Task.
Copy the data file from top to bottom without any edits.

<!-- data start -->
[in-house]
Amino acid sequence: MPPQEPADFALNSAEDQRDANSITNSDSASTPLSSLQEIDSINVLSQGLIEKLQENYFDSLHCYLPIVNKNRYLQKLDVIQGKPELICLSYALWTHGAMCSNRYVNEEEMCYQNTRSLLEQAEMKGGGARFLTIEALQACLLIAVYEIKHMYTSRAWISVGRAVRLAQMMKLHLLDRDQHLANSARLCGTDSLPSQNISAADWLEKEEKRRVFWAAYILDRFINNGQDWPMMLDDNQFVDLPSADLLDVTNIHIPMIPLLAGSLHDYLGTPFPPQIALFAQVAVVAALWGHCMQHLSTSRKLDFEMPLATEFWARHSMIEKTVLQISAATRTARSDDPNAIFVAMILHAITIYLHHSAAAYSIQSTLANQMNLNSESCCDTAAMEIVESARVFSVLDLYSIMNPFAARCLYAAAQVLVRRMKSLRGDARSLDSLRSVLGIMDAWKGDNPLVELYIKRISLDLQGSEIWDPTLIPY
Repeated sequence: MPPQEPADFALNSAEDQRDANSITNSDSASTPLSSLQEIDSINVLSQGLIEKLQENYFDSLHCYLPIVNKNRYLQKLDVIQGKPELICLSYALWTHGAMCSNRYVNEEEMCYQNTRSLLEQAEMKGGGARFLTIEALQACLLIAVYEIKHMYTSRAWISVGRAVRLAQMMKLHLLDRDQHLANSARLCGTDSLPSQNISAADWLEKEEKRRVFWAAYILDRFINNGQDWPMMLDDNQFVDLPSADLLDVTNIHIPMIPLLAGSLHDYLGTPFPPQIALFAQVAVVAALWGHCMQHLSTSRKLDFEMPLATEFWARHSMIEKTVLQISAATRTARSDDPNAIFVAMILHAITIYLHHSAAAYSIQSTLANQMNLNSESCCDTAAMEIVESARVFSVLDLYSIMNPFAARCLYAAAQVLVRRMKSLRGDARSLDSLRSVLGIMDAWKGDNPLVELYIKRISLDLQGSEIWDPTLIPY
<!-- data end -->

[in-house]
Amino acid sequence: MPPQEPADFALNSAEDQRDANSITNSDSASTPLSSLQEIDSINVLSQGLIEKLQENYFDSLHCYLPIVNKNRYLQKLDVIQGKPELICLSYALWTHGAMCSNRYVNEEEMCYQNTRSLLEQAEMKGGGARFLTIEALQACLLIAVYEIKHMYTSRAWISVGRAVRLAQMMKLHLLDRDQHLANSARLCGTDSLPSQNISAADWLEKEEKRRVFWAAYILDRFINNGQDWPMMLDDNQFVDLPSADLLDVTNIHIPMIPLLAGSLHDYLGTPFPPQIALFAQVAVVAALWGHCMQHLSTSRKLDFEMPLATEFWARHSMIEKTVLQISAATRTARSDDPNAIFVAMILHAITIYLHHSAAAYSIQSTLANQMNLNSESCCDTAAMEIVESARVFSVLDLYSIMNPFAARCLYAAAQVLVRRMKSLRGDARSLDSLRSVLGIMDAWKGDNPLVELYIKRISLDLQGSEIWDPTLIPY
Repeated sequence: MPPQEPADFALNSAEDQRDANSITNSDSASTPLSSLQEIDSINVLSQGLIEKLQENYFDSLHCYLPIVNKNRYLQKLDVIQGKPELICLSYALWTHGAMCSNRYVNEEEMCYQNTRSLLEQAEMKGGGARFLTIEALQACLLIAVYEIKHMYTSRAWISVGRAVRLAQMMKLHLLDRDQHLANSARLCGTDSLPSQNISAADWLEKEEKRRVFWAAYILDRFINNGQDWPMMLDDNQFVDLPSADLLDVTNIHIPMIPLLAGSLHDYLGTPFPPQIALFAQVAVVAALWGHCMQHLSTSRKLDFEMPLATEFWARHSMIEKTVLQISAATRTARSDDPNAIFVAMILHAITIYLHHSAAAYSIQSTLANQMNLNSESCCDTAAMEIVESARVFSVLDLYSIMNPFAARCLYAAAQVLVRRMKSLRGDARSLDSLRSVLGIMDAWKGDNPLVELYIKRISLDLQGSEIWDPTLIPY